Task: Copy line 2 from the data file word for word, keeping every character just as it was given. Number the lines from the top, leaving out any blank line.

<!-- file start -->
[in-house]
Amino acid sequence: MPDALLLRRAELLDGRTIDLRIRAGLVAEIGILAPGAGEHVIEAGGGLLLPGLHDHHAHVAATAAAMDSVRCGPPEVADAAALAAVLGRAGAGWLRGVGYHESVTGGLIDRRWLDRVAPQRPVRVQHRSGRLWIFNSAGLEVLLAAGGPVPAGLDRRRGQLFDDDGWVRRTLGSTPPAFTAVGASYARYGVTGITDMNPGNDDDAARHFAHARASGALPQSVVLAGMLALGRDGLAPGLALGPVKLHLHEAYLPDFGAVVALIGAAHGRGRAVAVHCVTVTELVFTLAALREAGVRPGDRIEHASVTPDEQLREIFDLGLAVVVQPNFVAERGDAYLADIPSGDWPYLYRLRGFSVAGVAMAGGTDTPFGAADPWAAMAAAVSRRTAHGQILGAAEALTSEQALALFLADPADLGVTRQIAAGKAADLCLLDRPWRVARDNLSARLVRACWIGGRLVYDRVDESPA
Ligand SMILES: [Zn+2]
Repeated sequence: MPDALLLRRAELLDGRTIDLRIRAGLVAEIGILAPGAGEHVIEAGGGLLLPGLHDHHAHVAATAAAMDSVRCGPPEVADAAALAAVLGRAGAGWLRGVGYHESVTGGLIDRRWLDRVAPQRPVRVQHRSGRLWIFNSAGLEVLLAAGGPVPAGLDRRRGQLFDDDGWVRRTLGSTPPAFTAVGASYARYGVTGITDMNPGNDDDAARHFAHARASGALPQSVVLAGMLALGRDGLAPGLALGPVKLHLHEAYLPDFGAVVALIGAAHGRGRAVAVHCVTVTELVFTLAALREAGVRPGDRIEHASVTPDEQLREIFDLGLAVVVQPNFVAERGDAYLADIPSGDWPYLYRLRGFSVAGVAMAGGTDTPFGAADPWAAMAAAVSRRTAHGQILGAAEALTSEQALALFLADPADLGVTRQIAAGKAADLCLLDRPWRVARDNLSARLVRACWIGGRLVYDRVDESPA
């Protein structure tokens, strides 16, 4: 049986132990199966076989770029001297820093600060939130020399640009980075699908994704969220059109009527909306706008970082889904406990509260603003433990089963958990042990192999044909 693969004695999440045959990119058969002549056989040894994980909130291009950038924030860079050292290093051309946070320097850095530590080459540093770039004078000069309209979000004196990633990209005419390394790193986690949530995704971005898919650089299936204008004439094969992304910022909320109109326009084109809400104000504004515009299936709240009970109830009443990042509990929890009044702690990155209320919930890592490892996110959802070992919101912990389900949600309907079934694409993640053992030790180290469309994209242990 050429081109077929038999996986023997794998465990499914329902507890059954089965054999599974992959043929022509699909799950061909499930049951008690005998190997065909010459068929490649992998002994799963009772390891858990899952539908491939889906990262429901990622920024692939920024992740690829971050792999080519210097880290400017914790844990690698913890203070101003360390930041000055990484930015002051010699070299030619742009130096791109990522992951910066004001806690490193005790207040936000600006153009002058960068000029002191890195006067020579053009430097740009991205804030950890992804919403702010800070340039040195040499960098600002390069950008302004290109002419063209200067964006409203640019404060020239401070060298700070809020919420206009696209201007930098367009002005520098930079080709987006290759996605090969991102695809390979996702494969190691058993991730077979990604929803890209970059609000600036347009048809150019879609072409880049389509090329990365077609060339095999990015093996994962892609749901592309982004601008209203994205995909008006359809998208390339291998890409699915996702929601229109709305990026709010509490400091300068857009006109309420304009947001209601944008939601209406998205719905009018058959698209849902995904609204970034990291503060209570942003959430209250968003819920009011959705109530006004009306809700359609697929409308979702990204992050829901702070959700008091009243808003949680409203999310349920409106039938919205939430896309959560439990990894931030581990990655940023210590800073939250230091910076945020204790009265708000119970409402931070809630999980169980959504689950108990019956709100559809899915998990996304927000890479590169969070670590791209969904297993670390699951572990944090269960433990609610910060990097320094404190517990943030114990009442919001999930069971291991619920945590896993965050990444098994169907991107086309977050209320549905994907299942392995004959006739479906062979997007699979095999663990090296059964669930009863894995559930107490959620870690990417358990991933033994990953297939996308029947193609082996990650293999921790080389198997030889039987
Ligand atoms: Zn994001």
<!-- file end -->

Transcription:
Amino acid sequence: MPDALLLRRAELLDGRTIDLRIRAGLVAEIGILAPGAGEHVIEAGGGLLLPGLHDHHAHVAATAAAMDSVRCGPPEVADAAALAAVLGRAGAGWLRGVGYHESVTGGLIDRRWLDRVAPQRPVRVQHRSGRLWIFNSAGLEVLLAAGGPVPAGLDRRRGQLFDDDGWVRRTLGSTPPAFTAVGASYARYGVTGITDMNPGNDDDAARHFAHARASGALPQSVVLAGMLALGRDGLAPGLALGPVKLHLHEAYLPDFGAVVALIGAAHGRGRAVAVHCVTVTELVFTLAALREAGVRPGDRIEHASVTPDEQLREIFDLGLAVVVQPNFVAERGDAYLADIPSGDWPYLYRLRGFSVAGVAMAGGTDTPFGAADPWAAMAAAVSRRTAHGQILGAAEALTSEQALALFLADPADLGVTRQIAAGKAADLCLLDRPWRVARDNLSARLVRACWIGGRLVYDRVDESPA